Monday, June 30, 2008

Virtual reality

"More than 1,000 middle and high school students in Oklahoma take classes online, with some earning their diplomas solely through virtual schoolwork," Wendy K. Kleinman reports today in The Oklahoman. "The students' options include online high schools offered by a charter school, a local company, a public school district and a university."

"It's becoming the fiber of education, says Jeff Elliott, president of Oklahoma City-based Advanced Academics. "It's beyond a trend now."

Thursday, June 26, 2008

Objectivity watch

Yesterday the Friedman Foundation, OCPA, and eight other organizations released a public opinion survey which indicates that Oklahomans would like to have more school choices. As is customary, we also distributed a press release to media outlets throughout the state. This resulted in a fair amount of media coverage (see, for example, this Associated Press report).

However, at least one journalist -- someone from the Dewey County Record, a weekly newspaper in Seiling published by Mack Miller -- took issue with our press release. This journalist, though he or she couldn't find the time to affix his or her name to the e-mail, did take the time to e-mail OCPA with one of the following messages (I'll let you guess which one):

(a) "Thanks for sending this press release. I want to do a story, but I am skeptical of the survey's methodology and would like to arrange an interview with you in order to explore some of my questions."

(b) "This is bulls**t!"

If you guessed (b), you are correct. Now, my graduate J-school program was many moons ago, but I seem to recall that this type of epistolary missive could be considered violative of the journalistic Code of Ethics. One would hope that the newspaper's publisher, who himself is very involved with (and even chairs a committee of) the Oklahoma Press Association, would seek to discover which journalist on his staff sent this e-mail so he could rectify the situation.

Journalists tend to be pretty sensitive about being considered "professionals," sorta like doctors or lawyers. This kind of behavior doesn't exactly help their cause.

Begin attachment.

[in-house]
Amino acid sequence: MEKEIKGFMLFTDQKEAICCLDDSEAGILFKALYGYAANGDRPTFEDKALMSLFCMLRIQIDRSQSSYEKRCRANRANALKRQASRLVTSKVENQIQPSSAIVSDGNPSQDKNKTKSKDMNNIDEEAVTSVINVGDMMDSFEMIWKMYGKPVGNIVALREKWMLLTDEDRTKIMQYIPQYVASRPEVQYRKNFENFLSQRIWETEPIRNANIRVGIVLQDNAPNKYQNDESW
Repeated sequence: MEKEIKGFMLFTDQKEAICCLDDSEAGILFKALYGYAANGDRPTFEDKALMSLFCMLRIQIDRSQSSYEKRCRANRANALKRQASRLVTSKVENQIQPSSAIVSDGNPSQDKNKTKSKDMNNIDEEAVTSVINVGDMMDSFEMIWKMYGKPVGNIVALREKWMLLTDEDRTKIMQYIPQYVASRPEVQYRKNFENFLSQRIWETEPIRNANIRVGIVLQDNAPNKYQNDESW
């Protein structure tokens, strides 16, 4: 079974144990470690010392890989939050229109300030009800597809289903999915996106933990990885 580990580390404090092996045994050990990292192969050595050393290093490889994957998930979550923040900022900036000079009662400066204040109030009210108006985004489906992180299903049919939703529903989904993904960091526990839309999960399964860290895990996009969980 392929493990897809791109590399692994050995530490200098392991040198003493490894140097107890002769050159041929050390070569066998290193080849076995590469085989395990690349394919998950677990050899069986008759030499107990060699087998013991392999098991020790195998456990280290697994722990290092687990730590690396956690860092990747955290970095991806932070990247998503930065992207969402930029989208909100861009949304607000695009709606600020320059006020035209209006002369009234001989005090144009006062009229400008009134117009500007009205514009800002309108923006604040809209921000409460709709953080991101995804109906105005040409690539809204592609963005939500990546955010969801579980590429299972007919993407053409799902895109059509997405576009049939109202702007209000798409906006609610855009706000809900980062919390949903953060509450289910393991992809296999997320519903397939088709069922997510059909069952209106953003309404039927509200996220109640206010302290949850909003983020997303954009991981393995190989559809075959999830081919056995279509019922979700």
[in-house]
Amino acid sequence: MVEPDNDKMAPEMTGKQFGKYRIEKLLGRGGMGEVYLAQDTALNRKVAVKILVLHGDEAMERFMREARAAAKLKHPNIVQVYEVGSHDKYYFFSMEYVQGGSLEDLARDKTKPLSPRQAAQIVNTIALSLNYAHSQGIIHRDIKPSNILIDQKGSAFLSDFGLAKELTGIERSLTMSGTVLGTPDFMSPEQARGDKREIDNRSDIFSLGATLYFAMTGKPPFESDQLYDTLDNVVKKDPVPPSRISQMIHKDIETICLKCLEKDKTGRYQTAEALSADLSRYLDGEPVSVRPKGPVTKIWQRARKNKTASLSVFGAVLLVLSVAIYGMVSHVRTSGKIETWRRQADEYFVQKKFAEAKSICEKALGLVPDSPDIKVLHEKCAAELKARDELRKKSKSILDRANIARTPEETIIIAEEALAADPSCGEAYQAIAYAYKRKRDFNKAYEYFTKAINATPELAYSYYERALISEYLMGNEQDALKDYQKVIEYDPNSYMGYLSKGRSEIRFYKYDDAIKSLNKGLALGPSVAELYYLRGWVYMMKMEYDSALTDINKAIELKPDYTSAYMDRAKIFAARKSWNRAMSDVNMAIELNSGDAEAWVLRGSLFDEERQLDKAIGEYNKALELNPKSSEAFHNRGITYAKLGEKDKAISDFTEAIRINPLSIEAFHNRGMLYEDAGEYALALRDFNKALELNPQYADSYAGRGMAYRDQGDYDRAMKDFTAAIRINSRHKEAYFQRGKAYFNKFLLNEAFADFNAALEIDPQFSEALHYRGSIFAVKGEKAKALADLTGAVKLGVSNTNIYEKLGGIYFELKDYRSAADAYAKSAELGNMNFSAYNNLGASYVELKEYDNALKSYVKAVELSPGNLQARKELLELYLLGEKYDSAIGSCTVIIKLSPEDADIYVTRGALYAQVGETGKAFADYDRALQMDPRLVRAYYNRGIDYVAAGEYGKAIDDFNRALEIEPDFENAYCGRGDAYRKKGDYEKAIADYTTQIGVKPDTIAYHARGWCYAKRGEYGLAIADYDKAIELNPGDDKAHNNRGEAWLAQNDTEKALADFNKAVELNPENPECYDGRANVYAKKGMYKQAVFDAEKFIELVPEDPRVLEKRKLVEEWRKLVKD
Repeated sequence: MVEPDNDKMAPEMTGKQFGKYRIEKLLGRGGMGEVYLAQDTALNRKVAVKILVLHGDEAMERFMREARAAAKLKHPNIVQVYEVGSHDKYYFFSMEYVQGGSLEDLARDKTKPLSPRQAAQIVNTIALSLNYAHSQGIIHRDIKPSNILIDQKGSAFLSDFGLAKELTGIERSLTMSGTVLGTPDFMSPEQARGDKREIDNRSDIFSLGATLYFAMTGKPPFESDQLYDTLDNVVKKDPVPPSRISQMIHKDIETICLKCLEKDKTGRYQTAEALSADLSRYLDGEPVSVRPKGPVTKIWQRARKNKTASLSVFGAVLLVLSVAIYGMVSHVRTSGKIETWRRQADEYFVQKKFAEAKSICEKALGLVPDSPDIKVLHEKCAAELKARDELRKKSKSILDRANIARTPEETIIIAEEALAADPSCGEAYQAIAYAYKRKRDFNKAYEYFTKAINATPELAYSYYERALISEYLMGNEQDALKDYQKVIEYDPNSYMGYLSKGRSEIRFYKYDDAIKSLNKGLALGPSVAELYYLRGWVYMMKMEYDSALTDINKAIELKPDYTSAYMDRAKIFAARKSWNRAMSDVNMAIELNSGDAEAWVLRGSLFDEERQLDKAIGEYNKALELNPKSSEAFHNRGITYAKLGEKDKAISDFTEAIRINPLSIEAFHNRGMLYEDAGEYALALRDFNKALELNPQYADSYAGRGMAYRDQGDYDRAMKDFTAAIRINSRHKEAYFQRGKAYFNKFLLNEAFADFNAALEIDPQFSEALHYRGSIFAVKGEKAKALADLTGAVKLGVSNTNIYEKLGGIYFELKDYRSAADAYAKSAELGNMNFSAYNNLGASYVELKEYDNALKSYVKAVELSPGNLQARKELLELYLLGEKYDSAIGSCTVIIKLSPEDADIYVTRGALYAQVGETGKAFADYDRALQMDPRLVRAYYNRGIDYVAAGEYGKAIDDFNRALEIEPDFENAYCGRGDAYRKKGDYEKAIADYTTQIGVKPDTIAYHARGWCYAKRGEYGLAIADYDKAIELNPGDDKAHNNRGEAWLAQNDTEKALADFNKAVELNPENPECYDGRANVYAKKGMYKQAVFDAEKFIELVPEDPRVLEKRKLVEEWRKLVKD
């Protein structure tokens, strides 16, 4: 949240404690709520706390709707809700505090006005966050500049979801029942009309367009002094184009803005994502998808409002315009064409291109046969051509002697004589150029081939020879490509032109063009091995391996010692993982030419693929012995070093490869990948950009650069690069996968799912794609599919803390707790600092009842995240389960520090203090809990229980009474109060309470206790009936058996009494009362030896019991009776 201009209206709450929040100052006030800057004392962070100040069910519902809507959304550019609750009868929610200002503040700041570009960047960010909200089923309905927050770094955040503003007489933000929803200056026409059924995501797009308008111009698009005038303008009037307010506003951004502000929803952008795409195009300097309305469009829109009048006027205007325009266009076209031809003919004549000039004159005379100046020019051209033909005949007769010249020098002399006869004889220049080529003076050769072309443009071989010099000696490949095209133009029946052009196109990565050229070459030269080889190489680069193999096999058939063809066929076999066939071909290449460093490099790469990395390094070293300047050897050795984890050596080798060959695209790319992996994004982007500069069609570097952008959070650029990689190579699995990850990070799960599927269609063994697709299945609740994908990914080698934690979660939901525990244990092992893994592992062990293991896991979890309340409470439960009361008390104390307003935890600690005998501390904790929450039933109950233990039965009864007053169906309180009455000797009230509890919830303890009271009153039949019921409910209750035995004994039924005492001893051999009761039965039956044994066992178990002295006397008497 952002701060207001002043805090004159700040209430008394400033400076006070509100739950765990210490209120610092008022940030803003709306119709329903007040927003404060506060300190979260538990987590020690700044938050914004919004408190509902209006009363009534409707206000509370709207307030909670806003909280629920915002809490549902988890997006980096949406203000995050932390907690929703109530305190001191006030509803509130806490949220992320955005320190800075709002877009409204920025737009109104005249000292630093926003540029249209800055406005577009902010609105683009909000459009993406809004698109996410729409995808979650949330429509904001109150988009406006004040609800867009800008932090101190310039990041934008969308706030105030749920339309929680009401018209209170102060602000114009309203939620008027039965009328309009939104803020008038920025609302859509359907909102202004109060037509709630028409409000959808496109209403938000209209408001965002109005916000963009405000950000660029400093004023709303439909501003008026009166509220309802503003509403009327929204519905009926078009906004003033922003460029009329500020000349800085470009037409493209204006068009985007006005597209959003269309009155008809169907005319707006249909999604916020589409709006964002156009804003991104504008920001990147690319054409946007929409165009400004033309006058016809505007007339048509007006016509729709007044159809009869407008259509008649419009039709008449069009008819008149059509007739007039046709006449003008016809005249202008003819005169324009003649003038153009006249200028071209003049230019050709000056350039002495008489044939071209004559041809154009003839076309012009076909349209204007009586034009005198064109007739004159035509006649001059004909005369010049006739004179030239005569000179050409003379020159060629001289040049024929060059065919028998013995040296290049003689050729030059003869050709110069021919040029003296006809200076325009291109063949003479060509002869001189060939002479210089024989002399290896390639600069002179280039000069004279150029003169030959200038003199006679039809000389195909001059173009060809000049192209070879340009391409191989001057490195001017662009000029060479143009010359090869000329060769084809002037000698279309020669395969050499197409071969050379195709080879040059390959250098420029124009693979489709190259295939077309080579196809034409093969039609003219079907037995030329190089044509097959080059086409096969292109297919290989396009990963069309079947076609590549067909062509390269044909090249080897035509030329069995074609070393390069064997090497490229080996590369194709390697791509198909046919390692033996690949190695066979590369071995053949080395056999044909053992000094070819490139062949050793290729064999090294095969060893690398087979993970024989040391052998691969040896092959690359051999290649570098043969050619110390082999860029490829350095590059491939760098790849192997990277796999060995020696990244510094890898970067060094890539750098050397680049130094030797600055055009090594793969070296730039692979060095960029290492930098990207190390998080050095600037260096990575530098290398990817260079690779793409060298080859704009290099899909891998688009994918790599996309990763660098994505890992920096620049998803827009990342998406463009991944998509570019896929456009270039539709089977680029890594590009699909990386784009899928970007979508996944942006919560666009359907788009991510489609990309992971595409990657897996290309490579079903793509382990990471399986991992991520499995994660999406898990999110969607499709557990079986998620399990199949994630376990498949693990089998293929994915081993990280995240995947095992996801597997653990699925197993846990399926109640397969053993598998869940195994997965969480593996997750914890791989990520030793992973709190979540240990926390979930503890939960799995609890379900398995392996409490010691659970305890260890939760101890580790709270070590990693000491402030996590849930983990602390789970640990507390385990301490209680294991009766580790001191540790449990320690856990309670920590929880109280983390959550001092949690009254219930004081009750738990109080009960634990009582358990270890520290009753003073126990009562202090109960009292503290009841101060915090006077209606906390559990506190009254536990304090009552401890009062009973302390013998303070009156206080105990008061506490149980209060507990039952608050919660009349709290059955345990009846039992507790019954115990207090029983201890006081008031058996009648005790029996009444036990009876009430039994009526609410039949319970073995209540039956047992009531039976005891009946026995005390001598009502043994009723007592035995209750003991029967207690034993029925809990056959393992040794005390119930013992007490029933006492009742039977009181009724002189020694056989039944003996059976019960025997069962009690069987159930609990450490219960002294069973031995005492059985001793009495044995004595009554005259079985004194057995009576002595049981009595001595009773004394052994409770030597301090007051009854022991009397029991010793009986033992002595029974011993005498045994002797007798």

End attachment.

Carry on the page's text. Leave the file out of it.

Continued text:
Tuesday, June 24, 2008

School choice marches on

"As the political season winds to a close," Greg Forster writes, "let's survey the results:"
-- A new personal tax credit for private school tuition in Louisiana

-- A new tax-credit scholarship program in Georgia

-- A new voucher program in Louisiana

-- An expansion of Florida's tax-credit scholarship program ...

-- A million-dollar funding increase and guaranteed future funding stream for Utah's voucher program

-- Preservation (tentatively) of the DC voucher program in a hostile Congress

That's three new programs, two expansions of existing programs and an upset victory in DC. Pretty good for a dead movement, wouldn't you say?

Wednesday, June 18, 2008

Well, we're different ... I'm sure you understand

Michelle and Barack Obama send their children to an elite private school, saying it's "the best option for our kids." Three cheers for Democrats everywhere who choose the best option for their kids.

Sunday, June 15, 2008

Sacrificing for choice

In today's Father's Day edition of The Oklahoman, local radio personality Al Eschbach recalls that when he was a kid his father
was busy working. He was a Jersey City fireman. He also drove a beer truck for Ballantine and he had a third job painting apartments. He did this so he could help send me to a private Catholic high school because the public school system in Jersey City was so bad. He did it because he wanted me to be the first Eschbach to get a college education. He sacrificed a good part of his life for me.

Saturday, June 14, 2008

Those poor, underfunded schools

They don't have enough money to buy textbooks, but they do have enough money to build multimillion-dollar athletic practice facilities. Even the most indigent of plaintiffs can afford a sports palace!

Wednesday, June 11, 2008

1.23 million reasons for reform

Anthony B. Bradley, an assistant professor at Covenant Theological Seminary, discusses them here.

Tuesday, June 10, 2008

Bill Price on school choice

OCPA trustee Bill Price has a weekly radio commentary Wednesday mornings at 7:45 on KOKC, Talk Radio 1520. Be sure to tune in tomorrow to hear him discuss school choice in Oklahoma.

Equality of opportunity

The Alliance for School Choice points out that four states -- Arizona, Iowa, Pennsylvania, and Rhode Island -- either expanded or improved their tax credit programs last year. "It is indeed telling," says Alliance president Charles Hokanson, "that the first three of these four states have Democratic governors, proof that school choice is more an issue of equality of opportunity than ideology."